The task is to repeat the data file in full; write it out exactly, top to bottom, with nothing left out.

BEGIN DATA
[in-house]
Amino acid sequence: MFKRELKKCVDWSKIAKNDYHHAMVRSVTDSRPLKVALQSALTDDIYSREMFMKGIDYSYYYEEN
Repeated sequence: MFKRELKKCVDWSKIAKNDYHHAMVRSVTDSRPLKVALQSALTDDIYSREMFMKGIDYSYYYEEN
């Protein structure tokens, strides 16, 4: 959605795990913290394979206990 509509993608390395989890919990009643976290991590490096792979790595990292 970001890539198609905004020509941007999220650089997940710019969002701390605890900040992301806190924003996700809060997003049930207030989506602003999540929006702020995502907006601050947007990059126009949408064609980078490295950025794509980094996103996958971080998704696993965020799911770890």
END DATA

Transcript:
[in-house]
Amino acid sequence: MFKRELKKCVDWSKIAKNDYHHAMVRSVTDSRPLKVALQSALTDDIYSREMFMKGIDYSYYYEEN
Repeated sequence: MFKRELKKCVDWSKIAKNDYHHAMVRSVTDSRPLKVALQSALTDDIYSREMFMKGIDYSYYYEEN
């Protein structure tokens, strides 16, 4: 959605795990913290394979206990 509509993608390395989890919990009643976290991590490096792979790595990292 970001890539198609905004020509941007999220650089997940710019969002701390605890900040992301806190924003996700809060997003049930207030989506602003999540929006702020995502907006601050947007990059126009949408064609980078490295950025794509980094996103996958971080998704696993965020799911770890």